In fairness, Justice Thomas’ Morse opinion did attempt to link the results of his historical analysis with his jurisprudential critique of Tinker. In particular, he suggested that Tinker’s progeny have “scaled back” Tinker or “set [it] aside on an ad hoc basis” — “perhaps” because “Tinker’s reasoning conflicted with the traditional understanding of the judiciary’s role in relation to public schooling.” While he later retreats somewhat, he implies that schools’ traditional authority over students, enshrined in the common-law doctrine of in loco parentis, reflected a well thought-out division of social authority and control with which Tinker interfered, with unfortunate results. Indeed, his invocation of Justice Hugo Black’s dissent in Tinker — a dissent short on originalist analysis and long on annoyance at the prospect of students overturning the traditional educational process — suggests the confluence of historical and policy analysis in Justice Thomas’ mind.

But what if originalism and policy analysis do in fact point in different directions? Later in his opinion Thomas conceded that schools face “administrative and pedagogical challenges different from those faced by 19th century schools.” “And,” he continued, “the idea of treating children as though it were still the 19th century would find little support today.” These concessions raise concerns far beyond both Joseph Frederick’s unveiling of his strange banner during the Olympic torch relay outside his high school, and even the general question of student-speech rights.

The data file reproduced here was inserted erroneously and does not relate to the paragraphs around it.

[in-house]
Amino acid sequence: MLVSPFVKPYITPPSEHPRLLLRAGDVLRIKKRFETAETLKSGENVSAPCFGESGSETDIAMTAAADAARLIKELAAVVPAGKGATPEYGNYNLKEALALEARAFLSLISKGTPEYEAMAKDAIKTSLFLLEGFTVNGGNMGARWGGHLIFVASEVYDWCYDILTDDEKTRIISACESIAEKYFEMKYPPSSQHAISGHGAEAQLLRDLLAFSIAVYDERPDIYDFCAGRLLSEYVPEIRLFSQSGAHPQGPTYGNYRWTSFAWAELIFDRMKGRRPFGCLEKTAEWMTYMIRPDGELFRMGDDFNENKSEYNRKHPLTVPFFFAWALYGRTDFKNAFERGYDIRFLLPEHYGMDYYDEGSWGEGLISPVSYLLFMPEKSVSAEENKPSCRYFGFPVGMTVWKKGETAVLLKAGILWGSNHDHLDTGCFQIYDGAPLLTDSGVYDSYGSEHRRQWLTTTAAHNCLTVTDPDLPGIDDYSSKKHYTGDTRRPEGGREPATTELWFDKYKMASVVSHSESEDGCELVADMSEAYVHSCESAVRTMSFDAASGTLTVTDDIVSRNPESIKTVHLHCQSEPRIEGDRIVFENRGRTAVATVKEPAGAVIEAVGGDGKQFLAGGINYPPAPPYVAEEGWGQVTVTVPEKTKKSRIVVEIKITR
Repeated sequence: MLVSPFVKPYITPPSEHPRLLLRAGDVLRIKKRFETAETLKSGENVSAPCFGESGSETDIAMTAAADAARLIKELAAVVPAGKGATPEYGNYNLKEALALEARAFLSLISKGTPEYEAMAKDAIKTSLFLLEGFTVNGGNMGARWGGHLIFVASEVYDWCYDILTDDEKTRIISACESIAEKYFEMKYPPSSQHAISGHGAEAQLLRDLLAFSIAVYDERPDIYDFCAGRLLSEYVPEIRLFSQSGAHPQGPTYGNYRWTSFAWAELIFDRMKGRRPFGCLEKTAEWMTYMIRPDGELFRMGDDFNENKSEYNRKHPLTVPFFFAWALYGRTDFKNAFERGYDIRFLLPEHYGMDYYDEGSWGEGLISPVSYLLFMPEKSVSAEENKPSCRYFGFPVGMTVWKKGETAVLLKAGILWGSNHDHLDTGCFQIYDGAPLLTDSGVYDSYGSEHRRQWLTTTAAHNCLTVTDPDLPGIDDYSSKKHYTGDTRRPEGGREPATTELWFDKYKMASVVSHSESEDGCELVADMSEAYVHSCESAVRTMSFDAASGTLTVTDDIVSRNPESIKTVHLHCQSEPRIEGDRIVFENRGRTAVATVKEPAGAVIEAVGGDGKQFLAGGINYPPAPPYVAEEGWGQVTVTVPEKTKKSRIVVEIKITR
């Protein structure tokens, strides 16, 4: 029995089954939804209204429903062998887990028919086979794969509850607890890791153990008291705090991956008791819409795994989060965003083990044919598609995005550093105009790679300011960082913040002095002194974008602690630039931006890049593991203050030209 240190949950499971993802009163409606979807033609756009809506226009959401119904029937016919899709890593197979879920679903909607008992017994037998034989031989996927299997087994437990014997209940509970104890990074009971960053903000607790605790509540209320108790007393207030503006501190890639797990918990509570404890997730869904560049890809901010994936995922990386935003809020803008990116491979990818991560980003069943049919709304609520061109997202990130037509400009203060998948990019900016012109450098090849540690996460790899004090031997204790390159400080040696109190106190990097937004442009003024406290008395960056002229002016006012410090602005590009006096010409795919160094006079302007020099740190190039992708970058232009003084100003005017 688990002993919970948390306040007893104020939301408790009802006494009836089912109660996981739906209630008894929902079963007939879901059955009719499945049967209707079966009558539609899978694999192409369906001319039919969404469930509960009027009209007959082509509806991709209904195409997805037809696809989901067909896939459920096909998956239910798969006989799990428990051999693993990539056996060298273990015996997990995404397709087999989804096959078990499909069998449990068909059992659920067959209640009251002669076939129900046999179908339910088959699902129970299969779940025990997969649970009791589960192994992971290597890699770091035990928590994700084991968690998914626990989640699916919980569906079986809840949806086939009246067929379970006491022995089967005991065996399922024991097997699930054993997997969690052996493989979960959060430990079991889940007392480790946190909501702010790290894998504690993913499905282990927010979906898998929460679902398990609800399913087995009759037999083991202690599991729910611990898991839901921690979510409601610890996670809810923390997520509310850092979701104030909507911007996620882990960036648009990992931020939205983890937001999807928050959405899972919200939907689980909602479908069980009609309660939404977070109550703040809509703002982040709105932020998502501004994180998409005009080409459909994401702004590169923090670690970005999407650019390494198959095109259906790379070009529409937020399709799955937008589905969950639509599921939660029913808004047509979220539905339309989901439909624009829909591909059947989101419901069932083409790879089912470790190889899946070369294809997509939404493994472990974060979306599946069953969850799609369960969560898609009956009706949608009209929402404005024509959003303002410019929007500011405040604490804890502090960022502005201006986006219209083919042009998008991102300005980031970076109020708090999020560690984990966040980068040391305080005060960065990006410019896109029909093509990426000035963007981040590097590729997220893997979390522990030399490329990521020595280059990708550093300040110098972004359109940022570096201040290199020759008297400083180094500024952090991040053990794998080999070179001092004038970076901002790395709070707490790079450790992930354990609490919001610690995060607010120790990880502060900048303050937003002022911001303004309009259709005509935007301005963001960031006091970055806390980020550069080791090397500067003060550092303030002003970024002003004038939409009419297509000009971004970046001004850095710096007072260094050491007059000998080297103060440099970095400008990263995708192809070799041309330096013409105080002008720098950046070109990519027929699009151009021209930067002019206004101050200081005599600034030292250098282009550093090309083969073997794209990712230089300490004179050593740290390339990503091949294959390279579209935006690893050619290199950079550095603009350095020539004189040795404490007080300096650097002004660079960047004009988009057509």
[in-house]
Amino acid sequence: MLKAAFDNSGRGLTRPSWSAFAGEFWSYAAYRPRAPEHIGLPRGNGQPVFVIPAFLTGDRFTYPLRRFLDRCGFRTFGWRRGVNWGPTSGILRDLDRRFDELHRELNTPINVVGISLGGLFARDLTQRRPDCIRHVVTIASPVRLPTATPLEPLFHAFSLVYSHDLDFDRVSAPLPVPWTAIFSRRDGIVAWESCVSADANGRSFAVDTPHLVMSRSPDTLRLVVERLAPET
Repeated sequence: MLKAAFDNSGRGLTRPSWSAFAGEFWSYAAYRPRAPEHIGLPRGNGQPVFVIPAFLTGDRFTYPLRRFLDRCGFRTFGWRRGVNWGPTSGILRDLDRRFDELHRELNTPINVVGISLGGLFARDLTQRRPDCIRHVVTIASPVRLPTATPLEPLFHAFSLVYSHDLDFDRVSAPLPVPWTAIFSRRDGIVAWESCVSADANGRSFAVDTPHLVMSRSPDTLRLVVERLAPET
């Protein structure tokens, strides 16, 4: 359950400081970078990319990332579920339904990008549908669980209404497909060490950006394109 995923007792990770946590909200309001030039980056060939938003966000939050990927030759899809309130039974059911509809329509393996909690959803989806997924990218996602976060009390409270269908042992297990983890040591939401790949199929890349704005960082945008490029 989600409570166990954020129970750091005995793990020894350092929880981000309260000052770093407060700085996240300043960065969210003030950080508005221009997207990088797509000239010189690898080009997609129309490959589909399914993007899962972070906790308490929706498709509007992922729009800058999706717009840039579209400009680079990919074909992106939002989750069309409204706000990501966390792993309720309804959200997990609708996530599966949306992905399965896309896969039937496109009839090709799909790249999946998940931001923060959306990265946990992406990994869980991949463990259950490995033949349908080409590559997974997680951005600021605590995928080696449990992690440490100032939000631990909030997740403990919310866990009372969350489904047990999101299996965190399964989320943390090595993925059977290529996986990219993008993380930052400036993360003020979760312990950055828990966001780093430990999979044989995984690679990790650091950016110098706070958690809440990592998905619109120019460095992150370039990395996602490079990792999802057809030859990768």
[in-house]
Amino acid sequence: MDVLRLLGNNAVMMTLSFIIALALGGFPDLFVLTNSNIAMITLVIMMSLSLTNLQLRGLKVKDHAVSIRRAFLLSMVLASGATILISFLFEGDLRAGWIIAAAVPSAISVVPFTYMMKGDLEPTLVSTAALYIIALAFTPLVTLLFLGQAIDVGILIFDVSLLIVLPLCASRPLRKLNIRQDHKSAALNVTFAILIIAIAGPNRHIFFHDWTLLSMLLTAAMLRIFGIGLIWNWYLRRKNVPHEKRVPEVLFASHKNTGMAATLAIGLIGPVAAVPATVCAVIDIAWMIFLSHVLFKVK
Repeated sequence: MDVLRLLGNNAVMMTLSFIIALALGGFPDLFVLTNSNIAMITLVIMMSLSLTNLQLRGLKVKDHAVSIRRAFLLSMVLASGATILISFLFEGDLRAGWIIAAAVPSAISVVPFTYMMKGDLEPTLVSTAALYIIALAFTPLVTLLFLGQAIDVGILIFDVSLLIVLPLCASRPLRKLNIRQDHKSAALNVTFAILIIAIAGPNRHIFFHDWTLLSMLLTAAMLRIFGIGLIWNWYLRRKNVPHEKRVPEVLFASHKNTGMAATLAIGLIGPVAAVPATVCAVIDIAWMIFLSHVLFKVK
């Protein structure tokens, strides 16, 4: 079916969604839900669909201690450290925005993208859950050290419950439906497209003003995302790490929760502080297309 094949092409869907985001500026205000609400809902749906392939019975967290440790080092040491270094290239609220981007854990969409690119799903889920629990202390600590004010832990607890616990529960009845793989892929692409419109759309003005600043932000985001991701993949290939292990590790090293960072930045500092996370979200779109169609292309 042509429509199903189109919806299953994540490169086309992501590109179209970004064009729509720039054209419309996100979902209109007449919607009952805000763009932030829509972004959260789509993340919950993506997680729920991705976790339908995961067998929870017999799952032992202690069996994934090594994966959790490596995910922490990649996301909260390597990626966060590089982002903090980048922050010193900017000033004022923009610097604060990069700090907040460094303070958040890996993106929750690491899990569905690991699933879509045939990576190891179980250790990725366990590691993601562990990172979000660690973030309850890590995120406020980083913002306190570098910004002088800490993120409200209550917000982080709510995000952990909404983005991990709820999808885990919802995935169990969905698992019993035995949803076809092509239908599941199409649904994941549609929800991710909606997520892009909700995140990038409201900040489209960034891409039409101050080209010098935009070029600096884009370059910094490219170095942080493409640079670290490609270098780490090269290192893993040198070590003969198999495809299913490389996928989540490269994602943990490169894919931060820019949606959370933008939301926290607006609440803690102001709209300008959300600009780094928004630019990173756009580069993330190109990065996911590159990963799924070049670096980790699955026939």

Schools — and the rules that governed them — played a role in the most important case of the 20th century, Brown v. Board of Education. In Brown, the Court also conceded that schools had changed, in particular in the importance of the role they played in American society. In Brown the Court left no doubt about how it would respond when the social context surrounding public education had changed: The original understanding of the 14th Amendment could not control the Court’s decision.

In Morse, however, Justice Thomas provided a very different answer to the question how to interpret a constitutional provision when the social context of a government institution had changed since the framing. After conceding the above changes in public education, Thomas simply stated: “I see no constitutional imperative requiring public schools to allow all student speech.” He continued that parents desiring schools that protected student speech could work to influence their school boards, educate their children in private schools or at home, or simply move away.